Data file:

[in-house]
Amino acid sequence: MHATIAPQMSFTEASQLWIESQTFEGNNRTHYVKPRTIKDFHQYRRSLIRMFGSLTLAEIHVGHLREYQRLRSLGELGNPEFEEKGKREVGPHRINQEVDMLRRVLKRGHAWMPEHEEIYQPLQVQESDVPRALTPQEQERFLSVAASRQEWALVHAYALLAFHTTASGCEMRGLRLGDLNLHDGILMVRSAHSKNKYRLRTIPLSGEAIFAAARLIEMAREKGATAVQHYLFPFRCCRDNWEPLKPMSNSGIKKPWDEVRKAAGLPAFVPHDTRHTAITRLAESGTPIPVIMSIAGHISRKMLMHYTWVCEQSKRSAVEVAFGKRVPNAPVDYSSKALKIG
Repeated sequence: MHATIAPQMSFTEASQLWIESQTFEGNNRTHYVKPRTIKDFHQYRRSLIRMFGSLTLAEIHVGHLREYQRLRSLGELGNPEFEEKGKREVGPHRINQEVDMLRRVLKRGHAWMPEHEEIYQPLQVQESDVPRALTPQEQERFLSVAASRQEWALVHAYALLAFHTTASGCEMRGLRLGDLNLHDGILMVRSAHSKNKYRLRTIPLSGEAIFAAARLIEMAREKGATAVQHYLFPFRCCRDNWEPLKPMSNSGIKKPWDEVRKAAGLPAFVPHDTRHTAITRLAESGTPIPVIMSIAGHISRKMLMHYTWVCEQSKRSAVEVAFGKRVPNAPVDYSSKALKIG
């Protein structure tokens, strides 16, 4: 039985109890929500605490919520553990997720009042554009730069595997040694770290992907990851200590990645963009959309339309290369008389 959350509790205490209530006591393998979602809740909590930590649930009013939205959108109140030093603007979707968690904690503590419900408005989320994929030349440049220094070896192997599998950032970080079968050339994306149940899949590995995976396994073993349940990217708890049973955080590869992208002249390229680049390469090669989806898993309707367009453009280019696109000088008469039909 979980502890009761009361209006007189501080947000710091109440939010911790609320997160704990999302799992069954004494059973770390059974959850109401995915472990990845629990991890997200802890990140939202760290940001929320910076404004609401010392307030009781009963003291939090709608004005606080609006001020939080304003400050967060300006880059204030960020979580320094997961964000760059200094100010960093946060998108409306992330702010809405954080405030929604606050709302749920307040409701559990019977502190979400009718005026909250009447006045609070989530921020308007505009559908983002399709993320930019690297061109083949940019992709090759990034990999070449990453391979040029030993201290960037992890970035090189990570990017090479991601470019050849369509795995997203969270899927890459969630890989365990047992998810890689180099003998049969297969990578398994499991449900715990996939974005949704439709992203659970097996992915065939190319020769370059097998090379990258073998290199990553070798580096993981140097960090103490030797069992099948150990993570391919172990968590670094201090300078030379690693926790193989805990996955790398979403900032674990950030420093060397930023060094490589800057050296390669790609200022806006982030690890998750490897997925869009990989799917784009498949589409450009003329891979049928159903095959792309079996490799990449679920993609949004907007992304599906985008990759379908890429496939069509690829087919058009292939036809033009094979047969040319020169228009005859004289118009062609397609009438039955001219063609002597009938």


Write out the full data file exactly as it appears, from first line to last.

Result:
[in-house]
Amino acid sequence: MHATIAPQMSFTEASQLWIESQTFEGNNRTHYVKPRTIKDFHQYRRSLIRMFGSLTLAEIHVGHLREYQRLRSLGELGNPEFEEKGKREVGPHRINQEVDMLRRVLKRGHAWMPEHEEIYQPLQVQESDVPRALTPQEQERFLSVAASRQEWALVHAYALLAFHTTASGCEMRGLRLGDLNLHDGILMVRSAHSKNKYRLRTIPLSGEAIFAAARLIEMAREKGATAVQHYLFPFRCCRDNWEPLKPMSNSGIKKPWDEVRKAAGLPAFVPHDTRHTAITRLAESGTPIPVIMSIAGHISRKMLMHYTWVCEQSKRSAVEVAFGKRVPNAPVDYSSKALKIG
Repeated sequence: MHATIAPQMSFTEASQLWIESQTFEGNNRTHYVKPRTIKDFHQYRRSLIRMFGSLTLAEIHVGHLREYQRLRSLGELGNPEFEEKGKREVGPHRINQEVDMLRRVLKRGHAWMPEHEEIYQPLQVQESDVPRALTPQEQERFLSVAASRQEWALVHAYALLAFHTTASGCEMRGLRLGDLNLHDGILMVRSAHSKNKYRLRTIPLSGEAIFAAARLIEMAREKGATAVQHYLFPFRCCRDNWEPLKPMSNSGIKKPWDEVRKAAGLPAFVPHDTRHTAITRLAESGTPIPVIMSIAGHISRKMLMHYTWVCEQSKRSAVEVAFGKRVPNAPVDYSSKALKIG
């Protein structure tokens, strides 16, 4: 039985109890929500605490919520553990997720009042554009730069595997040694770290992907990851200590990645963009959309339309290369008389 959350509790205490209530006591393998979602809740909590930590649930009013939205959108109140030093603007979707968690904690503590419900408005989320994929030349440049220094070896192997599998950032970080079968050339994306149940899949590995995976396994073993349940990217708890049973955080590869992208002249390229680049390469090669989806898993309707367009453009280019696109000088008469039909 979980502890009761009361209006007189501080947000710091109440939010911790609320997160704990999302799992069954004494059973770390059974959850109401995915472990990845629990991890997200802890990140939202760290940001929320910076404004609401010392307030009781009963003291939090709608004005606080609006001020939080304003400050967060300006880059204030960020979580320094997961964000760059200094100010960093946060998108409306992330702010809405954080405030929604606050709302749920307040409701559990019977502190979400009718005026909250009447006045609070989530921020308007505009559908983002399709993320930019690297061109083949940019992709090759990034990999070449990453391979040029030993201290960037992890970035090189990570990017090479991601470019050849369509795995997203969270899927890459969630890989365990047992998810890689180099003998049969297969990578398994499991449900715990996939974005949704439709992203659970097996992915065939190319020769370059097998090379990258073998290199990553070798580096993981140097960090103490030797069992099948150990993570391919172990968590670094201090300078030379690693926790193989805990996955790398979403900032674990950030420093060397930023060094490589800057050296390669790609200022806006982030690890998750490897997925869009990989799917784009498949589409450009003329891979049928159903095959792309079996490799990449679920993609949004907007992304599906985008990759379908890429496939069509690829087919058009292939036809033009094979047969040319020169228009005859004289118009062609397609009438039955001219063609002597009938």